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I downloaded the wubi.exe file and before I install ubuntu, I want to make sure of some stuff first.

I have two hard drives in my computer C: (which have windows 7 on it) 950 GB and D: which is empty and have 500 GB in it.

I'm wondering if when I choose the installation size 30 GB in wubi (which is maximum ) it will only take 30 GB from my D drive and won't affect the rest and the C drive and whenever i uninstall wubi from control panel (if I don't like ubuntu), will I get my 30 GB back and will the D drive be back as it was?

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Answer is yes, you will get that space back –  Tachyons Nov 15 '12 at 13:53

2 Answers 2

if you remove ubuntu(wubi) you will bet back your disk like it was.

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but does it take more than 30 because my friend told me it makes a folder with the exact space in the hard drive ? and can i use the rest of my harddrive with wubi on it ? –  Joe Nofal Nov 15 '12 at 13:47
    
first remove wubi normally after that you can delete all folder of it –  user84277 Nov 15 '12 at 13:51
    
if answer is okey . please confirm –  user84277 Nov 15 '12 at 13:53
    
Removing wubi will delete that folder too –  Tachyons Nov 15 '12 at 13:55
    
@Tachyons yes i know and how can i say it ? –  user84277 Nov 15 '12 at 13:59

As far as I can tell, yes, it will only install on the D drive, and affect only the 30gb you allocated to it. Likewise, when uninstalled, I think that it should remove the virtual disk that Wubi installs to.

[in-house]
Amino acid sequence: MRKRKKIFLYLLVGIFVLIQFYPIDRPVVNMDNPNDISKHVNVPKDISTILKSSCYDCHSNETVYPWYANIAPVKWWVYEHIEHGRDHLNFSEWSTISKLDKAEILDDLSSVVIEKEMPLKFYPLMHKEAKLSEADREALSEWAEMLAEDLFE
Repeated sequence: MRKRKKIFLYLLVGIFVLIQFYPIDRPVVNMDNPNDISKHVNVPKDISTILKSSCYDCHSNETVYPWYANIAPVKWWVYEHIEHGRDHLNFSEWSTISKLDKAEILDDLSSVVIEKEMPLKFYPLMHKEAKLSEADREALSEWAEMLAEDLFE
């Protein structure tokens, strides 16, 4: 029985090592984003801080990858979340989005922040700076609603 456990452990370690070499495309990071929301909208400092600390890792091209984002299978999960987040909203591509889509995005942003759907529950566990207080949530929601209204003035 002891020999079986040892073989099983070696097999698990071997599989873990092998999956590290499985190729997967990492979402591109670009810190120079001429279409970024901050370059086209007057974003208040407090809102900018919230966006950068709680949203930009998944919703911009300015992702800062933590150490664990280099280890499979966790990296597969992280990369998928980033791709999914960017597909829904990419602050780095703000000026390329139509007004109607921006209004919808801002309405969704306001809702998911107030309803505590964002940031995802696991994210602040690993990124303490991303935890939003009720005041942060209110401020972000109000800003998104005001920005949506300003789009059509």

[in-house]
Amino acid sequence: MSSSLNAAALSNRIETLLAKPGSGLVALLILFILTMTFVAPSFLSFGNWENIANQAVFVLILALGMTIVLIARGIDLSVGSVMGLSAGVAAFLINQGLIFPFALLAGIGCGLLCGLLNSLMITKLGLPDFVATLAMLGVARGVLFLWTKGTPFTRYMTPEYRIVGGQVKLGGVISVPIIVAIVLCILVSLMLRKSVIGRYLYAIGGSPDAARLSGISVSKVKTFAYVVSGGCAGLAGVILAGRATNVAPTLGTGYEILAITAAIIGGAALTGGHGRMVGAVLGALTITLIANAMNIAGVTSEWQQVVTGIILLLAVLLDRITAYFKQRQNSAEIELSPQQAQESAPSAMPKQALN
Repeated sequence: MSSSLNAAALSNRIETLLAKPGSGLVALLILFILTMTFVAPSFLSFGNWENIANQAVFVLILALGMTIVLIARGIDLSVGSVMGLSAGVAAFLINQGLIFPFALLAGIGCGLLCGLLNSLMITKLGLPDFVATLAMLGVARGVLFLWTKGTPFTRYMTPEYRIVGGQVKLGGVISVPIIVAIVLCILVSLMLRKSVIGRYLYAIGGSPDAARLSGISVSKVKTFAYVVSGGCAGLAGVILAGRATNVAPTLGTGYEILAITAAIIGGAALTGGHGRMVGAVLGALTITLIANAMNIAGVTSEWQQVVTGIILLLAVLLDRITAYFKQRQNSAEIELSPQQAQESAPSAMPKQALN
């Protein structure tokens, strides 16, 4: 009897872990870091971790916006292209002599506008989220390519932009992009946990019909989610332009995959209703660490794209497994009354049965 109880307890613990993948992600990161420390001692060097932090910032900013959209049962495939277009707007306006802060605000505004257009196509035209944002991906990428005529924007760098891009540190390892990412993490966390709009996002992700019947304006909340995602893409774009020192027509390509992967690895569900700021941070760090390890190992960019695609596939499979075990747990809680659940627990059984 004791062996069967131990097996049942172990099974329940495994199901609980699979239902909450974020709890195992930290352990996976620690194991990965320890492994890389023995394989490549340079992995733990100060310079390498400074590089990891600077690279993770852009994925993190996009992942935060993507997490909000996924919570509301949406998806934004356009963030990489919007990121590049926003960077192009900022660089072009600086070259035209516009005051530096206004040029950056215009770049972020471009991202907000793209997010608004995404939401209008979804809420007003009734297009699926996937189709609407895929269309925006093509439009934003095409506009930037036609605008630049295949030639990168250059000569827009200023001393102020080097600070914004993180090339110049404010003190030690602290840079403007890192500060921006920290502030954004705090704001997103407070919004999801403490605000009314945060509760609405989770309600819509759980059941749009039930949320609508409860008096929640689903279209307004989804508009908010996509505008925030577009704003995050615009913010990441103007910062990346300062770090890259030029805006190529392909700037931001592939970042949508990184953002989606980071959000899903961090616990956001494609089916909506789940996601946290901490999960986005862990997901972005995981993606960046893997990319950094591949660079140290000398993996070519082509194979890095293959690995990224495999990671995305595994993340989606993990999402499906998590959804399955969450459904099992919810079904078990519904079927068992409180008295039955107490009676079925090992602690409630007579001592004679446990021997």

If you ever want to increase the amount of space allocated to Wubi (taken from this post):

How do I resize the virtual disks?

You can use the following script to move /home to a dedicated virtual disk.

Download wubi-add-virtual-disk, open a terminal and run:

sudo sh wubi-add-virtual-disk /home 15000

Where the first argument is the directory to move to a new dedicated disk, and the second argument is the size in MB.

You should now reboot. If you are happy with the result, you can now remove /home.backup. To undo the changes remove /home, copy rename /home.backup to /home and remove the /home line in /etc/fstab.

Note that contrary to previous information, this script is not suitable for moving /usr - experienced users may be able to do this manually, at own risk, following a process similar to that outlined in the file. (Do not rename /usr until the very last moment, as rsync is installed there.)


I haven't ever used Wubi, I've just done some reading up on it, so take my answer with a grain of salt.

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LVPM hasn't worked on Wubi since release 8.04 –  bcbc Nov 15 '12 at 19:41
    
@bcbc My bad, I took it from another post; fixed, and thanks! –  DaimyoKirby Nov 16 '12 at 23:20

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